April 16, 2017

A Sesquicentennial Challenge

2017 marks Canada's 150th birthday. And since everybody loves big round numbers, we'd wager that right now, a whole bunch of Canadians are trying to come up with bucket lists involving the number 150.

And Banff is getting in on the action.  Yesterday marked the first of the Banff Community Bird Walks, held every year from mid-April to mid-June.  The goal with this year's walks is to tally up 150 bird species.

It's our sesquicentennial challenge! (That's the fancypants way to say 150, by the way)

photo courtesy of Amar Athwal

The walks take place on Saturdays and Mondays at 8:15 a.m. and run until June 12. The meeting place is on Sundance Road near its intersection with Cave Avenue in Banff.  The area has wetlands, forest, a horse stable, and grasslands, so the birding is really good.  Some people come for half an hour and keeners sometimes stay until the early afternoon.

We've been to some of the walks ourselves (on one of them, we saw the “grand slam” of Banff's swallow species – all six of them – sitting on a single telephone line near Warner's Stables), and they are a lot of fun.  There's great volunteers who make walk participants feel welcome, spot species, help with bird identification, and share their books & equipment.

photo courtesy of the Banff Community Bird Walk

So join in a walk, and see if you can't contribute to the 150!

ps: one of the participants on most walks is Amar Athwal, who takes great photos of the birds.  His weekly "Moments" emails are superb, and we recommend you sign up by sending an email to warmlight@gmail.com.  Or, check out Amar’s website.

April 12, 2017

What is Your Home... River?

What is home?  Many an ecologist would argue that what really counts is your watershed - your "home river". It's a logical boundary to use for land management, and the water in your watershed is crucial to life and livelihoods.

Our home river is the Bow, and we live a mere 30 minutes from its headwaters. Last fall we had the opportunity to learn about its deepest nature.

We attended a talk by Dr. Richard Hauer on gravel-bed rivers in the mountain west. In a recently published paper, he and colleagues have documented and explained how important these kinds of rivers are to wildlife and ecosystems here.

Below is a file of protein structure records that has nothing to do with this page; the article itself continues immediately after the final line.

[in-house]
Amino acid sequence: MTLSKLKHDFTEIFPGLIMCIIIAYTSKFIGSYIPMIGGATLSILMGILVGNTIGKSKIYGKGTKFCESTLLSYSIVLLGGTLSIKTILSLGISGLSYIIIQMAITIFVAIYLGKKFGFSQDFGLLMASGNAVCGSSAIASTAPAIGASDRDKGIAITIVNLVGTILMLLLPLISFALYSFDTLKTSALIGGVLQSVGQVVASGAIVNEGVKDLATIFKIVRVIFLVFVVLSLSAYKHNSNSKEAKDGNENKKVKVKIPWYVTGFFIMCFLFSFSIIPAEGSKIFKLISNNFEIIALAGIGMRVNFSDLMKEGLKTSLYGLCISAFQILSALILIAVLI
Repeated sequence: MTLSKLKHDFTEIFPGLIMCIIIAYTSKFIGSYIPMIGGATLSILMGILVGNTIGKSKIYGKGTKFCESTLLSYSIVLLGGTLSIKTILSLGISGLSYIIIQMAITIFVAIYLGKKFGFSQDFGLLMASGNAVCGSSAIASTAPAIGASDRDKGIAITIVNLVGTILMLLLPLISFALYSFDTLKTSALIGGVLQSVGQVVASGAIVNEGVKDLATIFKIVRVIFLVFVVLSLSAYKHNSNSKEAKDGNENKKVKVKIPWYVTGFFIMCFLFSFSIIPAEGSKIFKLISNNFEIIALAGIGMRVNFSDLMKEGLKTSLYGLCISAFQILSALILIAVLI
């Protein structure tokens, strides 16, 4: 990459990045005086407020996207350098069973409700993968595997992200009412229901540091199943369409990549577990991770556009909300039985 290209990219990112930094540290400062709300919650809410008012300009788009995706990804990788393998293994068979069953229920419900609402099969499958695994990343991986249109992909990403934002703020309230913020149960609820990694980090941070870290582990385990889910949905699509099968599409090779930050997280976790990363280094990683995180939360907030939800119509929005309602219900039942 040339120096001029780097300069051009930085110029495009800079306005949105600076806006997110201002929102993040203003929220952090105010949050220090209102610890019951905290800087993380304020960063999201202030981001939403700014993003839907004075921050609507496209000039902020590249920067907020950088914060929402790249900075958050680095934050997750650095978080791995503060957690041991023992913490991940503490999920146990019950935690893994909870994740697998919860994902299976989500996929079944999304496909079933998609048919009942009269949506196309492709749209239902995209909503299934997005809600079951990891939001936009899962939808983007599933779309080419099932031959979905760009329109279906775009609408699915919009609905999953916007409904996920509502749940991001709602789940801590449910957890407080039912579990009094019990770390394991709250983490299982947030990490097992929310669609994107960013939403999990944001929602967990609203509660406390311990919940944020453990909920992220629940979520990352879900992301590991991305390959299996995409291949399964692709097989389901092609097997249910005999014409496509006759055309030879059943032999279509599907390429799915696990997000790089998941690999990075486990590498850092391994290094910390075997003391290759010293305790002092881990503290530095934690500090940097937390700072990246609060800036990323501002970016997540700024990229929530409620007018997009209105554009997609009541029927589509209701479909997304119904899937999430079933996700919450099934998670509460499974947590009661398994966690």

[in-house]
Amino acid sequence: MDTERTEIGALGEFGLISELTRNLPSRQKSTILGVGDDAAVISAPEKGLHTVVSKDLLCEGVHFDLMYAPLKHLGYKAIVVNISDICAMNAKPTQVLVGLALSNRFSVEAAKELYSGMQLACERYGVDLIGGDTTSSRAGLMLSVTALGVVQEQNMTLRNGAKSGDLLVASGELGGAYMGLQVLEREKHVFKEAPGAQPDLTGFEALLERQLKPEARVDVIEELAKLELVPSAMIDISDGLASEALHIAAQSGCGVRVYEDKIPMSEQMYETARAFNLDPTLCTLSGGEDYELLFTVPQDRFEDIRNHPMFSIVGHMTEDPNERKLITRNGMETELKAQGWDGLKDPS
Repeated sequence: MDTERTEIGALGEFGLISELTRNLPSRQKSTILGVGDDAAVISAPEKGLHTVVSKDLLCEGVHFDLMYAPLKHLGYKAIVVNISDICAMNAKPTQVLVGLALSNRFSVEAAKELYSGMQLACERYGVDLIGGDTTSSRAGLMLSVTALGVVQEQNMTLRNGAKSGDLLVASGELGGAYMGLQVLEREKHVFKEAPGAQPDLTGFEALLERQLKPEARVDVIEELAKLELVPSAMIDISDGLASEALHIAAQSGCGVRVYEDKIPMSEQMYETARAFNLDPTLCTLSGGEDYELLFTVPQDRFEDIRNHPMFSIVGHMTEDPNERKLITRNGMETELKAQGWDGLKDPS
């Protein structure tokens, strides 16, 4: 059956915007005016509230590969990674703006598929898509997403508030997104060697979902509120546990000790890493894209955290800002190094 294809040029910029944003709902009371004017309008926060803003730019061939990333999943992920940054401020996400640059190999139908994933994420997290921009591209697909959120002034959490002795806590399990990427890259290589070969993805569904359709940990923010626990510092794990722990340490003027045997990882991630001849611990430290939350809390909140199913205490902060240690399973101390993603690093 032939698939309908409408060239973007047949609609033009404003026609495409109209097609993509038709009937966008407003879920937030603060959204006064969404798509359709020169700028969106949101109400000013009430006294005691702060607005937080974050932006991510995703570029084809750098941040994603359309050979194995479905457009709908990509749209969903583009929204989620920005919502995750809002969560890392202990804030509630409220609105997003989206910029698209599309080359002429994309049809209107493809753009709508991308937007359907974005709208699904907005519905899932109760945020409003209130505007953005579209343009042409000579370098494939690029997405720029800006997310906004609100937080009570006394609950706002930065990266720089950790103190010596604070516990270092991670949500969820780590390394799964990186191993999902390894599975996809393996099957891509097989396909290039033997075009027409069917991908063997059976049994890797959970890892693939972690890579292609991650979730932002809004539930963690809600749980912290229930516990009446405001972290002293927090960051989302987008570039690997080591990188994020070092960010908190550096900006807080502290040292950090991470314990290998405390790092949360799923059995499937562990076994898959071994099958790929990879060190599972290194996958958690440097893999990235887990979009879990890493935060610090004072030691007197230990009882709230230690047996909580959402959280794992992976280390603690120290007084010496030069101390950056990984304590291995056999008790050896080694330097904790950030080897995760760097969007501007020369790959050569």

We've been using this story on our snowshoe trips, as we travel beside and on the Bow River.
Nadine & Jun along the beautiful Bow River
It's the first time scientists have put this big picture story together, and it really is big news, big enough to have been covered by the New York Times.  The article summarizes nicely:

"Melting snow and groundwater flow down the channel; this is what we think of as a “river.” But underground, far more water is moving slowly through a labyrinthine network of cobbles, gravel and sand that make up the entire valley bottom. [our emphasis]

This deeply buried habitat is far more important and far more productive than thought. The matrix of gravel and sand cleans the water, filtering organic material and freeing up nitrogen and phosphorous embedded in the gravel.

These natural fertilizers spread across the valley bottom, a shot of adrenaline that nourishes plants in the flood plain such as willows and aspen, which in turn draw birds and beavers, elk and caribou. The plant-eaters attract predators like wolves and grizzly bears."

We've always known that rivers were movement corridors and hotbeds of biodiversity, but now we can see the bigger picture: the smallest sediments and the largest carnivores are tightly connected.

These days, we look at our "home river" with different eyes.